- Pick the perfect Arctic cruise and prepare for the adventure of a lifetime cruising the Arctic Circle
- Encounter a diverse variety of wildlife – from polar bears and humpback whales to Arctic foxes and seabirds
- What to expect on an Arctic cruise – accommodation, life on board, and what to pack for an Arctic cruise
Although considered one of the remotest parts of the world, holidays to the Arctic are increasing in popularity with more adventurous travel companies offering a selection of Arctic cruises. Travellers to the Arctic Circle embark on a once-in-a-lifetime adventure and will experience a trip like no other – but what’s involved in an Arctic cruise?
Where is the Arctic?
The Arctic is the northernmost part of the world, the polar region of the earth that surrounds the North Pole. It covers anything north of the Arctic Circle, an imaginary line that sits at approximately 66°34’ north of the equator.
It’s a stark and bewildering place that spans the Arctic Ocean and covers land in parts of Norway, Sweden, Finland, Canada, Alaska, Russia and Iceland. While extremely remote, the Arctic is home to polar bears, whales, walruses, seals, Arctic foxes and more, as well as, perhaps surprisingly, around four million people.
Why go on an Arctic cruise?
Trips to the Arctic are enticing ever more travellers, and it’s easy to understand why. Not only is an Arctic cruise an exciting way to see spectacular glacier landscapes, but you’ll also be astounded by the sheer amount of wildlife you can catch a glimpse of – including humpback whales, reindeer and maybe even a polar bear. Indeed, around the Svalbard archipelago, a rugged frozen terrain three times the size of Wales, polar bears outnumber humans.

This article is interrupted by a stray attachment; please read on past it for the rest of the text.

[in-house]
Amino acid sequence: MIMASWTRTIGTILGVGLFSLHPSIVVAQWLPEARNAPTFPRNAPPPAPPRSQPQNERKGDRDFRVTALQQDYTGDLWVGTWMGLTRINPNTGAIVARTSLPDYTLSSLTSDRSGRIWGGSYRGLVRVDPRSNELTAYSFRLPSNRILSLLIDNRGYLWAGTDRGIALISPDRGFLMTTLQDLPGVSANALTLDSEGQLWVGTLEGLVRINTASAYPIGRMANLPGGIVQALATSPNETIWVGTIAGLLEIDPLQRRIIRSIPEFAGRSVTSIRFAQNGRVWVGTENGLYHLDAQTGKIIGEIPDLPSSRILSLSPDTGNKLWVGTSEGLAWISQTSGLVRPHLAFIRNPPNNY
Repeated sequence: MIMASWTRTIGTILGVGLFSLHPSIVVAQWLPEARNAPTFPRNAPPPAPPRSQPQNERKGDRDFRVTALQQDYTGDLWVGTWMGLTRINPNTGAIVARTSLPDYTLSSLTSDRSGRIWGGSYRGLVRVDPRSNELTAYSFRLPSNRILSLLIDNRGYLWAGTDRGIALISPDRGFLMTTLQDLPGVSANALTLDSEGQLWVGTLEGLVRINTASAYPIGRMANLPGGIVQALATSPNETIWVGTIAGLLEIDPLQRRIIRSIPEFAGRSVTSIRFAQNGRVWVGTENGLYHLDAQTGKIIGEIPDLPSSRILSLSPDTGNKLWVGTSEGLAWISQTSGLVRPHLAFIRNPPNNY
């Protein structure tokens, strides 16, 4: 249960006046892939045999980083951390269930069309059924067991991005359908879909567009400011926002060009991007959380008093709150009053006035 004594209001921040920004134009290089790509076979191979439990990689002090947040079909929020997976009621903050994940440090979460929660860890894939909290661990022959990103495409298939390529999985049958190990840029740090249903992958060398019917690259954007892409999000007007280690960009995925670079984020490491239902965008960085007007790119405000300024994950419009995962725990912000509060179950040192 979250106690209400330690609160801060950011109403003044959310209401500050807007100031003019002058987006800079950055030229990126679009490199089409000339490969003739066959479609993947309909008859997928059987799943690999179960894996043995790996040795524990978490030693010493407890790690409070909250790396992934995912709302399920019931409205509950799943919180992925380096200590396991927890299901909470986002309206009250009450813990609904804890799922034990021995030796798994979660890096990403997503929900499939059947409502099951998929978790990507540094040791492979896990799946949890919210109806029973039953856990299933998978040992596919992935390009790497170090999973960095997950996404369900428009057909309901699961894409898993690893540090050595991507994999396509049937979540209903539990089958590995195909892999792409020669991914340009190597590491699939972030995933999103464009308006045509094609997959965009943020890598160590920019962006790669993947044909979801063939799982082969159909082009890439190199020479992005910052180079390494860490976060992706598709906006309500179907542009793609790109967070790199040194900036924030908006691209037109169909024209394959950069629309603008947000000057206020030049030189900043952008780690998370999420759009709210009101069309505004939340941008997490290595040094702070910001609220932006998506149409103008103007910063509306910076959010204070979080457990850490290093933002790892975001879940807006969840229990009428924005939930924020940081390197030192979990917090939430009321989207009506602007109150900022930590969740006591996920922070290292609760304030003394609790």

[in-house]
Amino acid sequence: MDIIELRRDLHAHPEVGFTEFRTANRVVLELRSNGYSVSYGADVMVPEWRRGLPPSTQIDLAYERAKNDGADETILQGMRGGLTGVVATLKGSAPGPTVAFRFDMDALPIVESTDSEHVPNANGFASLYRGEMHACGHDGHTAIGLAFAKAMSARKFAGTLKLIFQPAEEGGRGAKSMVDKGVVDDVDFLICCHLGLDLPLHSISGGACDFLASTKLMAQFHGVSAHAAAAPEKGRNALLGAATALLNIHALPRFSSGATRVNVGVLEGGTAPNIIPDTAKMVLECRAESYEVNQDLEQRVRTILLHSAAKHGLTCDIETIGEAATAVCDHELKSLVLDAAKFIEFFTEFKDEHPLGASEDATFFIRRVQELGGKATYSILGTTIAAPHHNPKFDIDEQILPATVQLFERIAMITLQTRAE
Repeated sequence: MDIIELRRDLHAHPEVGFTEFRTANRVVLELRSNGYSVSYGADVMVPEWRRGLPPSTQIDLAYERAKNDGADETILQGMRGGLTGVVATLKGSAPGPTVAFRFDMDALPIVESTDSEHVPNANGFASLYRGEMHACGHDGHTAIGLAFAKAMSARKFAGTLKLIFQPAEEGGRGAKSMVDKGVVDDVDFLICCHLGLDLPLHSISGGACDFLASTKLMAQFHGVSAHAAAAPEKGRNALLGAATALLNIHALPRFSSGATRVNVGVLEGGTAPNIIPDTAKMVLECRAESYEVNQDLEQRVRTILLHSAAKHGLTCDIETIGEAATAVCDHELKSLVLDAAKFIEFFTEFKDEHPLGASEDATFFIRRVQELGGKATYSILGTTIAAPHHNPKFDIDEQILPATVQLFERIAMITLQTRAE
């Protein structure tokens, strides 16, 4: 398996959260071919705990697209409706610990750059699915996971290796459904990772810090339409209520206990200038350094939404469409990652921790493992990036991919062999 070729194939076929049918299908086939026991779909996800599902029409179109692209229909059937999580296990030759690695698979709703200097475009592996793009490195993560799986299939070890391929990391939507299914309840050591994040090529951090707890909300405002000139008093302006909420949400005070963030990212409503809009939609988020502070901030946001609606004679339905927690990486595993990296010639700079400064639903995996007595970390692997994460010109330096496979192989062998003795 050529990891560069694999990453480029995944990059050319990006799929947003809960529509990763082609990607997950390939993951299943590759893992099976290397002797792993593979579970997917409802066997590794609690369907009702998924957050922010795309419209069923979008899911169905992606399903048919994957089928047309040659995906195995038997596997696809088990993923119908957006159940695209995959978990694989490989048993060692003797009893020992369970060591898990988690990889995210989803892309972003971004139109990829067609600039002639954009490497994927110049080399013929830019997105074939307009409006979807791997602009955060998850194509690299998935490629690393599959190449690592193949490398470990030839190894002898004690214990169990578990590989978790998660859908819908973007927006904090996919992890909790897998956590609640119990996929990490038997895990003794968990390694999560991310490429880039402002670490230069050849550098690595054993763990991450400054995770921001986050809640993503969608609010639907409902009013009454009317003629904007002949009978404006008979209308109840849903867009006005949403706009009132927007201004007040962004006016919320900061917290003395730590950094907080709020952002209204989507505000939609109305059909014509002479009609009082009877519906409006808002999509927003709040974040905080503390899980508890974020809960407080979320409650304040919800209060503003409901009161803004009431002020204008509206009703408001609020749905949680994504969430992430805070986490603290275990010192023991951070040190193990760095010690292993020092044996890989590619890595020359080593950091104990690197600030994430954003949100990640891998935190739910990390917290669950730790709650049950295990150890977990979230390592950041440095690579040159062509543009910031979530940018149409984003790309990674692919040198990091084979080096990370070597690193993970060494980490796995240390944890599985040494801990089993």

Aboard an Arctic Circle cruise, travellers can also sail through magnificent waters and fjords, appreciate the wealth of birdlife inhabiting precarious cliffs, and come face to face with giant glaciers. An Arctic cruise is an epic voyage of discovery that allows you to immerse yourself in nature and wildlife.
What can I expect to see and do on an Arctic cruise?
Although embarkation points vary – the Voyage to the Arctic and Spitsbergen cruise, for example, begins in Longyearbyen, Norway – and the duration of Arctic cruises may differ, you’re guaranteed an educational trip, and not just when outdoors. Evening lectures and presentations from naturalists, historians and expert guides on the Arctic’s geography, history and wildlife are an integral part of your holiday.
As your ship navigates narrow channels and fjords, you’ll witness this incredible wilderness first hand, and daily expeditions, courtesy of sturdy Zodiac dinghies, allow you to explore the environment up close. Shore landings are of course weather-dependent, although the ship’s captain and cruise expedition leader aim to take guests on as many small-craft excursions as possible. Visit a walrus colony, or perhaps kayak between icebergs and look out for Arctic terns, an Arctic fox or a narwhal, a creature known as the unicorn of the sea.
Every adventure in the Arctic is unique, but intrepid explorers are guaranteed an unforgettable, memory-packed trip. Visit during June, when the region experiences a natural phenomenon called the midnight sun; you can step outside after a nightcap at the bar and see the sun skimming the horizon. It’s a truly remarkable sight.
What are ships like on an Arctic cruise?